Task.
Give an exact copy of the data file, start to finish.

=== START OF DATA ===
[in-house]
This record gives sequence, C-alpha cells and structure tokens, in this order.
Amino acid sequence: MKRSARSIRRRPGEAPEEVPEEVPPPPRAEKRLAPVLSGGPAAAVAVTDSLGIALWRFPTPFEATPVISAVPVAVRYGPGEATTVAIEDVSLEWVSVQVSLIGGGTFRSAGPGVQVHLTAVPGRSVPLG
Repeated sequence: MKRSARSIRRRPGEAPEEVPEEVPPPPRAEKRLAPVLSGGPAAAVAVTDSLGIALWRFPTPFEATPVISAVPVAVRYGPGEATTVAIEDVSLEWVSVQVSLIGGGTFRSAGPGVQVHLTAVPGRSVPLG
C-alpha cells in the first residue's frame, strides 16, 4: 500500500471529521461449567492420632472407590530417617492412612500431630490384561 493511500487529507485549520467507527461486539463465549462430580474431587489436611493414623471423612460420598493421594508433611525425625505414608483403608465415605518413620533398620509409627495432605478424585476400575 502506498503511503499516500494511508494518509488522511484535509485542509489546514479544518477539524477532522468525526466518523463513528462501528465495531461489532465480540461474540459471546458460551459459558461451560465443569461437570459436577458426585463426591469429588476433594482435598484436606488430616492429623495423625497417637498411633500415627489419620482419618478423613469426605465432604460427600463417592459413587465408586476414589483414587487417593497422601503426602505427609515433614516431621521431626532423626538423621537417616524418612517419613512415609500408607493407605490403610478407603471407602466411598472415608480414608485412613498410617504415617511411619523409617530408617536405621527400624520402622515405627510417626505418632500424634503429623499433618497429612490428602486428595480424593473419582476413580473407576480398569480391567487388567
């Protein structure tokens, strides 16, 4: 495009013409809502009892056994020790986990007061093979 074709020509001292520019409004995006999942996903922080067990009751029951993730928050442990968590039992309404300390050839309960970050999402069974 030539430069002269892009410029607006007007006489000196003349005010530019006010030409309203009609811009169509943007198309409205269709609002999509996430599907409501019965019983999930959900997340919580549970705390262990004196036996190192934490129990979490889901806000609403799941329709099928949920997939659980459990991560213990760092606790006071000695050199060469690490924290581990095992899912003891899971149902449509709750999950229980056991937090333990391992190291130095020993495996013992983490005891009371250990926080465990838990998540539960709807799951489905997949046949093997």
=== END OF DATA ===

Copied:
[in-house]
This record gives sequence, C-alpha cells and structure tokens, in this order.
Amino acid sequence: MKRSARSIRRRPGEAPEEVPEEVPPPPRAEKRLAPVLSGGPAAAVAVTDSLGIALWRFPTPFEATPVISAVPVAVRYGPGEATTVAIEDVSLEWVSVQVSLIGGGTFRSAGPGVQVHLTAVPGRSVPLG
Repeated sequence: MKRSARSIRRRPGEAPEEVPEEVPPPPRAEKRLAPVLSGGPAAAVAVTDSLGIALWRFPTPFEATPVISAVPVAVRYGPGEATTVAIEDVSLEWVSVQVSLIGGGTFRSAGPGVQVHLTAVPGRSVPLG
C-alpha cells in the first residue's frame, strides 16, 4: 500500500471529521461449567492420632472407590530417617492412612500431630490384561 493511500487529507485549520467507527461486539463465549462430580474431587489436611493414623471423612460420598493421594508433611525425625505414608483403608465415605518413620533398620509409627495432605478424585476400575 502506498503511503499516500494511508494518509488522511484535509485542509489546514479544518477539524477532522468525526466518523463513528462501528465495531461489532465480540461474540459471546458460551459459558461451560465443569461437570459436577458426585463426591469429588476433594482435598484436606488430616492429623495423625497417637498411633500415627489419620482419618478423613469426605465432604460427600463417592459413587465408586476414589483414587487417593497422601503426602505427609515433614516431621521431626532423626538423621537417616524418612517419613512415609500408607493407605490403610478407603471407602466411598472415608480414608485412613498410617504415617511411619523409617530408617536405621527400624520402622515405627510417626505418632500424634503429623499433618497429612490428602486428595480424593473419582476413580473407576480398569480391567487388567
């Protein structure tokens, strides 16, 4: 495009013409809502009892056994020790986990007061093979 074709020509001292520019409004995006999942996903922080067990009751029951993730928050442990968590039992309404300390050839309960970050999402069974 030539430069002269892009410029607006007007006489000196003349005010530019006010030409309203009609811009169509943007198309409205269709609002999509996430599907409501019965019983999930959900997340919580549970705390262990004196036996190192934490129990979490889901806000609403799941329709099928949920997939659980459990991560213990760092606790006071000695050199060469690490924290581990095992899912003891899971149902449509709750999950229980056991937090333990391992190291130095020993495996013992983490005891009371250990926080465990838990998540539960709807799951489905997949046949093997």